:s_cool

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PostPosted: Thu Jan 19, 2017 12:59 pm 
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Thanks for the info. (purchase the manual when i got the bike)

I was just very happy when realizing that all 3 sizes work with the stock.

Today will remove the upper chain roller, have been learning many things a little at a time.

Thank's again! :2_thumbsup:

PS: When watching a lot of vids on the dr before and after purchase, was surprise not to find much info. on the sprockets, specially the youtube "adventure oz" (this guy is a fantastic pro, and has a lot of info.)


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PostPosted: Thu Jan 19, 2017 1:54 pm 
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WoodRat wrote:
IMO the stock 525 chain will last longer than the lighter 520 with comparable use. The heavier gauge makes the 525 chain more resistant to stretching,
:s_cool


We may call it stretching, but a chain doesn't stretch. It's not a rubber band. Steel does not stretch, and if it does breaking is neigh! :P

A chain gets longer as a result from wear between the pins and the sintered bush (see pic)

Image

Yes, of course it takes more time to wear away if the bush is wider, but the difference is not that big (6/16' v 5/16" = 20% in favor of the 525). The wear between the bush and the roller may be more important. The pin-bush area is sealed off with the O-ring, the roller-pin area is far more exposed to the elements. The outside of the roller is in direct contact with the sprockets, and exposed to dust, sand rain etc.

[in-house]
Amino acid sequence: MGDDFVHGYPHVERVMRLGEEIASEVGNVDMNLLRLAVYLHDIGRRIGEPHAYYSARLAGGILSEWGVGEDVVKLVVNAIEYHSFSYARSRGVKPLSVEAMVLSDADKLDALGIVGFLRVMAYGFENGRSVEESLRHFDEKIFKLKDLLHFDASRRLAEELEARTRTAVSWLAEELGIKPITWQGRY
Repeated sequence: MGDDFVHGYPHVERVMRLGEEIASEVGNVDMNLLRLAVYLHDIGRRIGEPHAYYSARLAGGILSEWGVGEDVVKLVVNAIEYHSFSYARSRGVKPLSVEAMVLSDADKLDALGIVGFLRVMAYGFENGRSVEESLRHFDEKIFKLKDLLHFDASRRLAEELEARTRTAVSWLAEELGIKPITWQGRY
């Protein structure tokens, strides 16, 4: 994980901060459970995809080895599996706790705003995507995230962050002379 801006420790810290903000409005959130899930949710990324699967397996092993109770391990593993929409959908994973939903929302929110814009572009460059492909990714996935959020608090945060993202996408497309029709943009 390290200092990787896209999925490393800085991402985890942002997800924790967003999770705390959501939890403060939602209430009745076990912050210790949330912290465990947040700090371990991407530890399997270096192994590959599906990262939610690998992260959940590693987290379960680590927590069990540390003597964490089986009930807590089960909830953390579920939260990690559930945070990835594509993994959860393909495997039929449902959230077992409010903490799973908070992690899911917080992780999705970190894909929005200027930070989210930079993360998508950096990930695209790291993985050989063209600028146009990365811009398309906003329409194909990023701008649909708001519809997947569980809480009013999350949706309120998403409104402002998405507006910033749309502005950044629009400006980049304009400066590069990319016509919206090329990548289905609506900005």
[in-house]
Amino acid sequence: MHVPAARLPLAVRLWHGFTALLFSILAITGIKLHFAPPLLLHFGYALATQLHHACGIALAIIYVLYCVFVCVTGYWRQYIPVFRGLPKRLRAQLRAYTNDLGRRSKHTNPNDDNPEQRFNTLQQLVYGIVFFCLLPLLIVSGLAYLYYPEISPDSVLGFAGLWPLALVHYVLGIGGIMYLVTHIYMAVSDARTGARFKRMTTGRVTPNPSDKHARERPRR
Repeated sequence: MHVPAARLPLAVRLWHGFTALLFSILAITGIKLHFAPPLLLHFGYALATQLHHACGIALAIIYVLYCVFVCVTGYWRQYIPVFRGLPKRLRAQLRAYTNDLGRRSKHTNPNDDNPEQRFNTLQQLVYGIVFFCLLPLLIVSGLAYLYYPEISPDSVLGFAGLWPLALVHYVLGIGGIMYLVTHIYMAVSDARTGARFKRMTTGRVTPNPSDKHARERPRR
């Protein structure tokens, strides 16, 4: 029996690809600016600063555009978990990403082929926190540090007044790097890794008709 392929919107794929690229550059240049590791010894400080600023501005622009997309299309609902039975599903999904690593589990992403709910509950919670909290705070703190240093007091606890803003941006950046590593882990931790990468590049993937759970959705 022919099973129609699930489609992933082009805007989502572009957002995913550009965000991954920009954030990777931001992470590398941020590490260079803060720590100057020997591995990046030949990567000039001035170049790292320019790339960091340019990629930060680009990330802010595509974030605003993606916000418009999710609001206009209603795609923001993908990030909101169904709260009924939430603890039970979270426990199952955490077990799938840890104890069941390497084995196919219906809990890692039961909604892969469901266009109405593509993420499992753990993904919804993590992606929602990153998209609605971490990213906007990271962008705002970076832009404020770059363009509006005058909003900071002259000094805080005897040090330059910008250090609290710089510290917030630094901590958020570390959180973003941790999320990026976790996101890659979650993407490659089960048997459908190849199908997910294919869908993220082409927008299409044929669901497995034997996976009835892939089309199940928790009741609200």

Image

No way we can prevent wear here, nature of the beast. The only thing we can do here apart from lubing the chain, is also cleaning the sprockets every now and then.

So, the sprockets wear, and so does the the outside of the roller. The inside of the roller in turn rubs against the bush. As a result the roller becomes smaller on the outside, and at the same time the inside diameter wears out. A worn chain is easy to recognize by how loose the rollers are.

Image

To put things in perspective, a properly lubed 520 lasts longer than a poorly lubed 525.

my $0.02 :s_crazy

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PostPosted: Thu Jan 19, 2017 9:51 pm 
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Max Kool wrote:
We may call it stretching, but a chain doesn't stretch. It's not a rubber band. Steel does not stretch, and if it does breaking is neigh! :P ... A chain gets longer as a result from wear between the pins and the sintered bush (see pic) ...
Thanks for the exposé, but when as you say, "A chain gets longer as a result from wear ... " in English at least, we still say the drive chain length "stretches" from wear because this word is synonymous with "increasing length". Granted good maintenance increases chain life whatever size you happen to be using.
:s_cool

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PostPosted: Fri Jan 20, 2017 9:00 pm 
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An excellent presentation of how drive chains get longer with wear.

Never knew about the sintered bush before.

Thanks.